789 Educators Agree: This Is The Mapping Of Urgent Shifts We Need In 2021

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By Mary Jones, CEO, Top My Grades
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Educators are fighting to provide quality education for learners amidst a tumultuous, often hectic environment. They face old and new challenges in the short and long term. The strategy, while it needs to be promulgated from the top, requires involvement from actors at each step of the ladder, and security that, despite reduced resources from reduced enrollments and tuition fees, they will enjoy the safety, certainty and support from their institutions. A particularly poignant requirement at a time of undisputed technological change.

The latest National eLearning Survey of Community Colleges by the Instructional Technology Council collects school performance data alongside with members’ views and feeling on their biggest challenges, and their outlook about the blooming year. Covering nearly 1,000 members, responses came from educators, leaders and on behalf of institutions. The principal one? In a word: Support. Administrators supporting teachers, and feeling teachers deliver and engage. Teachers getting social, technical and support in tasks like content creation and curation. Students feeling supported, oriented and encouraged individually, despite the predominant virtual settings.

While the full report is available to ITC members only, a 2020 Survey Summary infographic is available to download. (PDF)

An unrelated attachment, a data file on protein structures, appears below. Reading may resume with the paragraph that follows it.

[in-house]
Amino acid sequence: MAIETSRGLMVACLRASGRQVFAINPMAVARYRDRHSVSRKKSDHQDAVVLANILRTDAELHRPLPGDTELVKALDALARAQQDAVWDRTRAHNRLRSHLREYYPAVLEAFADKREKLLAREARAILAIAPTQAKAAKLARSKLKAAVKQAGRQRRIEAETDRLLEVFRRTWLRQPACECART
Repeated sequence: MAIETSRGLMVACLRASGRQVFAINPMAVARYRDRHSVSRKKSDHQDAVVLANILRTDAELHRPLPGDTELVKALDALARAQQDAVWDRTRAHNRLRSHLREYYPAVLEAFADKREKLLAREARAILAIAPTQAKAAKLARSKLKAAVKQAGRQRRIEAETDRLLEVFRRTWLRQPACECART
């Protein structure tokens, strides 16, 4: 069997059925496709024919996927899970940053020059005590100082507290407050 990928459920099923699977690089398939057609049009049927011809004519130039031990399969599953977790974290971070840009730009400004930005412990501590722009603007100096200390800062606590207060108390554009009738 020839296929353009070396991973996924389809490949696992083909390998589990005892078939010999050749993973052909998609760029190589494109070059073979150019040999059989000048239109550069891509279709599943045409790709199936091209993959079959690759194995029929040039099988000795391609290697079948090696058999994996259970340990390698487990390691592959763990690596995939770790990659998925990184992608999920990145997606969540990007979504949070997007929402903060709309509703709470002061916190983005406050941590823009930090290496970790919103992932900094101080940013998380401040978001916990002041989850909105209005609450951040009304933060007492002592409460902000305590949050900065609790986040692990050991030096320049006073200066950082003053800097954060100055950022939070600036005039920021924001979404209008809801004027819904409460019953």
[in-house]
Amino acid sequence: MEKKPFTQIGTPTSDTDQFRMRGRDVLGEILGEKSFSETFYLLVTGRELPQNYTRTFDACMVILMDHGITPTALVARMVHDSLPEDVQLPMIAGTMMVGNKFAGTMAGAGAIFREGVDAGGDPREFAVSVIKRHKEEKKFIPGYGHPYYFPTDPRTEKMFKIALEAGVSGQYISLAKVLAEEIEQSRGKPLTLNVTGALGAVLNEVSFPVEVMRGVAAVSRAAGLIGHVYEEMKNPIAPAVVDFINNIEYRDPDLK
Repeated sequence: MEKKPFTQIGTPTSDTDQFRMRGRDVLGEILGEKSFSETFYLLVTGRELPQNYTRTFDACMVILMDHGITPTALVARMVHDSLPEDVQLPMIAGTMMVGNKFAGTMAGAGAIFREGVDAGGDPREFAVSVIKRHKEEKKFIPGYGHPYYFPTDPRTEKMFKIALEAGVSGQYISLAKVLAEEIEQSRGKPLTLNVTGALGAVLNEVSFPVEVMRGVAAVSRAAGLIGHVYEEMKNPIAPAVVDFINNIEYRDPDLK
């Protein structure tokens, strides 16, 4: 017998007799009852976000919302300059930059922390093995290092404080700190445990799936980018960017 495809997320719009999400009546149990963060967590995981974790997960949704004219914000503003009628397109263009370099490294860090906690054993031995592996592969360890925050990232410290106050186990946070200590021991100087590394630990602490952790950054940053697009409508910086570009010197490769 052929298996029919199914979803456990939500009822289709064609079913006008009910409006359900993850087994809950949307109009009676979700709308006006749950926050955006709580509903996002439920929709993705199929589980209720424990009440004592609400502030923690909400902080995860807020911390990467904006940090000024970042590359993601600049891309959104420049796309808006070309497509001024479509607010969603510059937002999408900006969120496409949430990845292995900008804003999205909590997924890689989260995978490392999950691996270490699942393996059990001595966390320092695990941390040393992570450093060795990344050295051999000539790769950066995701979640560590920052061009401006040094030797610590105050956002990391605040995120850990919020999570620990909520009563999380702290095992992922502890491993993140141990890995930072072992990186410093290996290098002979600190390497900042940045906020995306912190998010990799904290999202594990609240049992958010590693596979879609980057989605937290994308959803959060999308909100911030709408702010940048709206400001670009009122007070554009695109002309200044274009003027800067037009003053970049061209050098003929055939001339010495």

These challenges and the survey are an invitation to rethink the future of education and improve our current system. Many, deliberately or with a forced hand, are starting to.

Concept mapping: The silver vaccine

What for some of you might look like a quirky business management class game is now at the core of the digital transformation strategy. Universities are using concept mapping to correlate with topics and ideas, problems and solutions —ready-made, or needing some adjustment— in order not just to overcome a crisis, but to face an uncertain multitude of possible futures. Concept mapping is best when an intricate thought process needs to be organized into sets and subsets, steps, responsibilities and metrics. It all starts with a graphic diagram. Participants in a mapping exercise take turns adding items, or connecting them, either as best-candidate solution to a given problem, or likely causality.

From my work in counseling with universities —including Principals and Administrators— through concept mapping, I have found these as significant shifts commonly agreed upon, that we need in education:

№1. Student-centered models